Chapter 4. Ten factors that complicate your military loss
(This is a selected passage from Chapter 4)
I learned that my son, Alfonso, had been killed in the parking lot of a home improvement store. I’d just pulled into a parking space when one of his high school buddies texted me how sorry he was to hear the news. I didn’t know what he was talking about. So I called my wife. Apparently, it was all over Facebook about a serious mishap in Al’s squadron. Those first posts weren’t good. Bad news travels fast, I guess.
Around suppertime, the Air Force came to our door. At first, I wanted to believe they were there to tell us that Al was okay. But that wasn’t the case. Al was one of the nine squadron members who were killed. They didn’t have too much to tell us about what had happened, though. That part of the bad news didn’t travel fast.
Later that night, I sat alone in the dark, feeling utterly helpless. The Air Force just notified us that our son was dead. I told them I wanted to go to where Alfonso was killed and help out. But, they said they had skilled personnel for just this purpose and it was all under control. They assured my wife and me that our son would be coming home soon.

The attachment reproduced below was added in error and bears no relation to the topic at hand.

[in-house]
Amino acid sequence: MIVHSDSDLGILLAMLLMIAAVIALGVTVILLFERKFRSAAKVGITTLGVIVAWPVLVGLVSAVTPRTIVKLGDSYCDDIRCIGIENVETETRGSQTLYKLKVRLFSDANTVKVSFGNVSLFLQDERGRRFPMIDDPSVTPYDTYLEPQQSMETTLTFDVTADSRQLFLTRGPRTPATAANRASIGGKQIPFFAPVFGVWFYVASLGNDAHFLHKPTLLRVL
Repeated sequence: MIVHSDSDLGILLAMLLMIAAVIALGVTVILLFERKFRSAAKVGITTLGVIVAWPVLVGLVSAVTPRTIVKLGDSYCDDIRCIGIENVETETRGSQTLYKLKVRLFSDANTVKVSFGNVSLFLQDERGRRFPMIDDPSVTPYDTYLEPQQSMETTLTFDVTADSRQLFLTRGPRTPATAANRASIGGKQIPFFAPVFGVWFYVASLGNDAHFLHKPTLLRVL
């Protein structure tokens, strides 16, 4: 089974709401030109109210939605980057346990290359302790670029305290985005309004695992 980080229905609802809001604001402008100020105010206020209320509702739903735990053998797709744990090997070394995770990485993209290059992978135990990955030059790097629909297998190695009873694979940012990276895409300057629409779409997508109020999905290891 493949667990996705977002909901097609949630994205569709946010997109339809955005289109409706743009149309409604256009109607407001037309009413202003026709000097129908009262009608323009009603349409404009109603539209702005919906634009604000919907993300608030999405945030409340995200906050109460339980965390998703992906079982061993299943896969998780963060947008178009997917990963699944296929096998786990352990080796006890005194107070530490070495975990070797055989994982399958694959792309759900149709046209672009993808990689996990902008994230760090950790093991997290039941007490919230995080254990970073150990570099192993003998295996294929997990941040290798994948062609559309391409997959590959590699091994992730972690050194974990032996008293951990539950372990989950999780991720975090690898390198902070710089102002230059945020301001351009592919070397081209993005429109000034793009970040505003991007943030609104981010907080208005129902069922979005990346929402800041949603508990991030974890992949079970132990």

I told them they didn’t understand—a boy always needs his Dad when times are bad.
The death of a son or daughter is always an overwhelming loss for a parent. Muddling through the emotional devastation and unspeakable grief makes this loss a challenge for any parent, military or civilian. When the death occurs because of military service, this grief-laden challenge is often weighed down by unexpected twists and turns. To help you understand your multifaceted loss better, we’ll look at ten factors that complicate a military death. These factors are grouped into three key areas and we’ll carefully examine each one: